Snowmobiling has become an increasingly popular leisure activity in both the northern United States and Europe. As their popularity has increased, so have the number of injuries.
Snowmobiles in general can weigh up to 600 pounds. Some of the more powerful snowmobiles can attain speeds in excess of 90 miles per hour. This gives them a lot of power and a lot more potential for injury if something should go slightly wrong. In 1996, there were more than 1.3 million snowmobiles registered in the United States. Over half of those were registered in Michigan, Minnesota, and Wisconsin.
When it comes to injuries, many of them can be prevented. A large number of injuries, to children and adults, are due to the adult operator of the snowmobile needlessly taking risks. These risks include travelling at excessive speeds, operating the snowmobile after drinking, and driving at night.
In 1995, there were 16,226 injuries reported that were related to snowmobiles by people who were the operator, the passenger, or a bystander. Of those 16,000 injuries, 20% were injuries to a child. Of the children injured, a male child was three times as likely to be injured as a female child. All of these injuries are to people under 16 years of age.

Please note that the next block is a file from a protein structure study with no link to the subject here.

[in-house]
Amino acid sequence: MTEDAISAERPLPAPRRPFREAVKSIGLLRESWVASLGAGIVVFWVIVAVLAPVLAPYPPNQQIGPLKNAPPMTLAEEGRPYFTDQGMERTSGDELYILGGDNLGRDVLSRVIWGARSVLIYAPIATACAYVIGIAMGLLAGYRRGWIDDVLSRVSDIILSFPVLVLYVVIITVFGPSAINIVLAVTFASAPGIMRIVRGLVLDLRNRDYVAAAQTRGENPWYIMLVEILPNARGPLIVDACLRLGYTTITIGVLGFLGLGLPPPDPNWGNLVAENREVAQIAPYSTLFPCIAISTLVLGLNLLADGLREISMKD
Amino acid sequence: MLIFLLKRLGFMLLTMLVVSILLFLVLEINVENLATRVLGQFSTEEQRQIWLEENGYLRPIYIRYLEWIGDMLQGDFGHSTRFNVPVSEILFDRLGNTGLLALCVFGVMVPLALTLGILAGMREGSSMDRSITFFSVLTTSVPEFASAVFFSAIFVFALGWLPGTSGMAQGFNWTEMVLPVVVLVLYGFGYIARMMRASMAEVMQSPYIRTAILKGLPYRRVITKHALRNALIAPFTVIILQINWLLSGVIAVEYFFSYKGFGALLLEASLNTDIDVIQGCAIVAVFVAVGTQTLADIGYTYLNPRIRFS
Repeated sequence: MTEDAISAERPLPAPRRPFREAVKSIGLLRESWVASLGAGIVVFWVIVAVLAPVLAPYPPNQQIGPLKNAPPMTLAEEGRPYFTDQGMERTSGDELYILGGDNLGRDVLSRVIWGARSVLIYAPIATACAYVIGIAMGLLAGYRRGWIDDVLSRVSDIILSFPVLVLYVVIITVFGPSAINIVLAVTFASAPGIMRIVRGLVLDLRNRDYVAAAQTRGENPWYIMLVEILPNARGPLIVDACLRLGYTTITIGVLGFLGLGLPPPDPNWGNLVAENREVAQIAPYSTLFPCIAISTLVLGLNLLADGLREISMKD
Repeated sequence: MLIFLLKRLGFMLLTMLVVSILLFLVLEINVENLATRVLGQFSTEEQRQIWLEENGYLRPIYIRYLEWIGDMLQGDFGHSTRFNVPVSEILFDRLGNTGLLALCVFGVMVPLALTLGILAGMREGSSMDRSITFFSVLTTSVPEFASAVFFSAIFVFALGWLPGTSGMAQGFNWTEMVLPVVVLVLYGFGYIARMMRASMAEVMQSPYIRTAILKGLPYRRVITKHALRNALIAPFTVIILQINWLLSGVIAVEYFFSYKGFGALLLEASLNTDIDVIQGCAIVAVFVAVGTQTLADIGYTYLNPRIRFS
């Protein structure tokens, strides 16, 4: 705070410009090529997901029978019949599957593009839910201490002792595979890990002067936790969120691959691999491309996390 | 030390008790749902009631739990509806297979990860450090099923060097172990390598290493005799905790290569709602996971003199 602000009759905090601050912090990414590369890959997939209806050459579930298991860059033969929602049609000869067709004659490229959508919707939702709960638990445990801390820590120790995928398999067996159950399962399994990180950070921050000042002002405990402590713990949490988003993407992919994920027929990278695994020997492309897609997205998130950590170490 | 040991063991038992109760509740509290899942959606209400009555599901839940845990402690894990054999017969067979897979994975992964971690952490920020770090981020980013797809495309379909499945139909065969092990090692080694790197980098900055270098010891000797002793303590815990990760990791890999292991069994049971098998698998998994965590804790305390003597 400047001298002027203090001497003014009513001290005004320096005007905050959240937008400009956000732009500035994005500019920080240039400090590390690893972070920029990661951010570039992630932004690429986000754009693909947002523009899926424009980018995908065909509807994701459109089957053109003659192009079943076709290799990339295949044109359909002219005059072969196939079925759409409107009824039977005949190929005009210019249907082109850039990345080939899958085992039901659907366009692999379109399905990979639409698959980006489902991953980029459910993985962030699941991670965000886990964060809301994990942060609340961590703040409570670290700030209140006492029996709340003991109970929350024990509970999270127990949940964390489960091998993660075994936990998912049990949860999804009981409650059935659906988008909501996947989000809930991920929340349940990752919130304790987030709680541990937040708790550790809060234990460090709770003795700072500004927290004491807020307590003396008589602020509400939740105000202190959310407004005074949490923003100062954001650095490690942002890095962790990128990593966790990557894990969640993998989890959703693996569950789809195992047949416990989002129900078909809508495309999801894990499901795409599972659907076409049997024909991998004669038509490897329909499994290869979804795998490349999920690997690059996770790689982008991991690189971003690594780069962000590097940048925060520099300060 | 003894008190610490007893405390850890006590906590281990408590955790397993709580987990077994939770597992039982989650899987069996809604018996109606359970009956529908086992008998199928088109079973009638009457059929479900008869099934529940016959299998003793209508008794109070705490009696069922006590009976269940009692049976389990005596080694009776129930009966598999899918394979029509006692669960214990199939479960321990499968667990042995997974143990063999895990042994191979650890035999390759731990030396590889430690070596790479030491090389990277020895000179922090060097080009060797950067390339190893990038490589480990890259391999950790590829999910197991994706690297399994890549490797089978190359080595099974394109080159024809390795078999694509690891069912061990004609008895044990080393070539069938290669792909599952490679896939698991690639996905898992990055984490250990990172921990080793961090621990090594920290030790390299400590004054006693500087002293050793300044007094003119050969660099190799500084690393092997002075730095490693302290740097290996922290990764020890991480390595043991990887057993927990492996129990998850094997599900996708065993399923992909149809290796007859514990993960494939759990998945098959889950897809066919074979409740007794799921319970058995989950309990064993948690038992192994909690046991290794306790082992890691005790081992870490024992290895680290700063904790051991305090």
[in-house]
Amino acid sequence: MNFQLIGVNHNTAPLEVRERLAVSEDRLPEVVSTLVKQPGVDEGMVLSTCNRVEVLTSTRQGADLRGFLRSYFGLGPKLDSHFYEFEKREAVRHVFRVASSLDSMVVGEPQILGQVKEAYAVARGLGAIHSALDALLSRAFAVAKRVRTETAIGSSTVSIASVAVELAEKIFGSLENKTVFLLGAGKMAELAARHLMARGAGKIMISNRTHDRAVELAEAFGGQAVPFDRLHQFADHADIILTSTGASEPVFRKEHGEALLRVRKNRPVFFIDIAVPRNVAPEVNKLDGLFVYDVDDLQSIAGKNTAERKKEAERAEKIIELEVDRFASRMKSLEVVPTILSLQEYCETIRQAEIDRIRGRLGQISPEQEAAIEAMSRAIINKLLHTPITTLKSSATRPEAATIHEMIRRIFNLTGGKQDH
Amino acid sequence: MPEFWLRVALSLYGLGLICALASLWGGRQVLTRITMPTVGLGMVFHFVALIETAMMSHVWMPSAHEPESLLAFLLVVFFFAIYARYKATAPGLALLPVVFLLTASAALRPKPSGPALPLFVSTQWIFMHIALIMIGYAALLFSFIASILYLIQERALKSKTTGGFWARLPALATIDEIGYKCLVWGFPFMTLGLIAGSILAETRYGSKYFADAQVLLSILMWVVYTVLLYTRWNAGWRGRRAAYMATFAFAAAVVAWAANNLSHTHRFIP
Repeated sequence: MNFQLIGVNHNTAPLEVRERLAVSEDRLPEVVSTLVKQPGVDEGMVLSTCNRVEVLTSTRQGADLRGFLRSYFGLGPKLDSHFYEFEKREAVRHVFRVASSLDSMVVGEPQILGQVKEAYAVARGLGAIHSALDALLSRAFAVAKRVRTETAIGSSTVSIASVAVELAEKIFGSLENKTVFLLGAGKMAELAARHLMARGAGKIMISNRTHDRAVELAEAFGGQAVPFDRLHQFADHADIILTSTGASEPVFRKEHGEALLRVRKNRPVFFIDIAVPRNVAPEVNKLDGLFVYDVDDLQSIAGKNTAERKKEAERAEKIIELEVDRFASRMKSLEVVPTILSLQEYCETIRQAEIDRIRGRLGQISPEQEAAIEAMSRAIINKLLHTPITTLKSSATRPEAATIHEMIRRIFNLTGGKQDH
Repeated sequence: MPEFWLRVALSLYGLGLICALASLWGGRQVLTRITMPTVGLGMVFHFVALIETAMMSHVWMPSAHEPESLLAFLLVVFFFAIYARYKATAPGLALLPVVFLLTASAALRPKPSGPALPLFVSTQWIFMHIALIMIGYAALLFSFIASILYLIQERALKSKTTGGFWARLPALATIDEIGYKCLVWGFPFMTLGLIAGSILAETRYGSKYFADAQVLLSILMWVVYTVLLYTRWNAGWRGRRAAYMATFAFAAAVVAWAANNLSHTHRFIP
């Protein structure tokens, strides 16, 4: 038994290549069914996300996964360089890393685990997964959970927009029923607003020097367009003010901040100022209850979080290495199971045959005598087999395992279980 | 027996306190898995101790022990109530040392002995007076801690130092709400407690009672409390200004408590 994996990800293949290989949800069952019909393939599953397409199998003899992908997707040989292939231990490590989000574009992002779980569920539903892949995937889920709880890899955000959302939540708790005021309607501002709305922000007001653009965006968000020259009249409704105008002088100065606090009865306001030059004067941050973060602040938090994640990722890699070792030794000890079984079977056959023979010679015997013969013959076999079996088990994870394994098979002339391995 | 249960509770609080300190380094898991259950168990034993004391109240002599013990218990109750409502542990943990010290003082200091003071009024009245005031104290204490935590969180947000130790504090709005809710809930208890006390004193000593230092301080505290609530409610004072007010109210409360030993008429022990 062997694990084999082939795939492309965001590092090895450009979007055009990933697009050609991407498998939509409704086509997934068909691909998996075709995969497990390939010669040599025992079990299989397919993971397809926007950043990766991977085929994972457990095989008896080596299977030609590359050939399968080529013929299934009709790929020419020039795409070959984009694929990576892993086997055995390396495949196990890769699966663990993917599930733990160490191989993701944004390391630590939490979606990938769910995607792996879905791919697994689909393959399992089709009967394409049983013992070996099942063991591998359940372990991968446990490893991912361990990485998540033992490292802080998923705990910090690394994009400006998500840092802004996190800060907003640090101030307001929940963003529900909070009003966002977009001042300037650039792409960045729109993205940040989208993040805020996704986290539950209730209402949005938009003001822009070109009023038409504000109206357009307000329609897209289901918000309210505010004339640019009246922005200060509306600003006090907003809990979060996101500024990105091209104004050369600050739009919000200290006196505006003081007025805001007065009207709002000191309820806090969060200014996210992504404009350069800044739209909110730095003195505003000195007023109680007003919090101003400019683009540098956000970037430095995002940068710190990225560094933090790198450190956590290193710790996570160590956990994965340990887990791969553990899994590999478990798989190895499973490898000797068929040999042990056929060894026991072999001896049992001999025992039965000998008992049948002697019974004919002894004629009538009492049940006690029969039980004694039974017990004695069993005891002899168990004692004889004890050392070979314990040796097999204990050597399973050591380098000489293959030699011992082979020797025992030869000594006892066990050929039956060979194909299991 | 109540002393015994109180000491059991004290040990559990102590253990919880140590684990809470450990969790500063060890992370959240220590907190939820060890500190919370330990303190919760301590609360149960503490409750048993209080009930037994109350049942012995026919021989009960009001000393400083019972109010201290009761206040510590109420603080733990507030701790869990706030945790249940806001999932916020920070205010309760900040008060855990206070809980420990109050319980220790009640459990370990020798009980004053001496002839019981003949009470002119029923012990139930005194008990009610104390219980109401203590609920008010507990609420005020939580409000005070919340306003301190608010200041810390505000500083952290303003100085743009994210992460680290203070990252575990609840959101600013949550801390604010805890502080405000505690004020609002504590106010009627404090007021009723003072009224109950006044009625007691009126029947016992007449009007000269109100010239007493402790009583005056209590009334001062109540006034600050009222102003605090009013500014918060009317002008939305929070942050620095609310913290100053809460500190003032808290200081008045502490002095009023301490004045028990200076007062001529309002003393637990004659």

The most common injury sites were to the lower extremities and the head and neck. The most common cause of an injury was due to the individual falling off of the snowmobile.
If you have been injured in a snowmobile accident, contact the Sheboygan snowmobile injury lawyers of Habush Habush & Rottier S.C. ® at (920) 459-8000 to discuss your case and to schedule an initial consultation.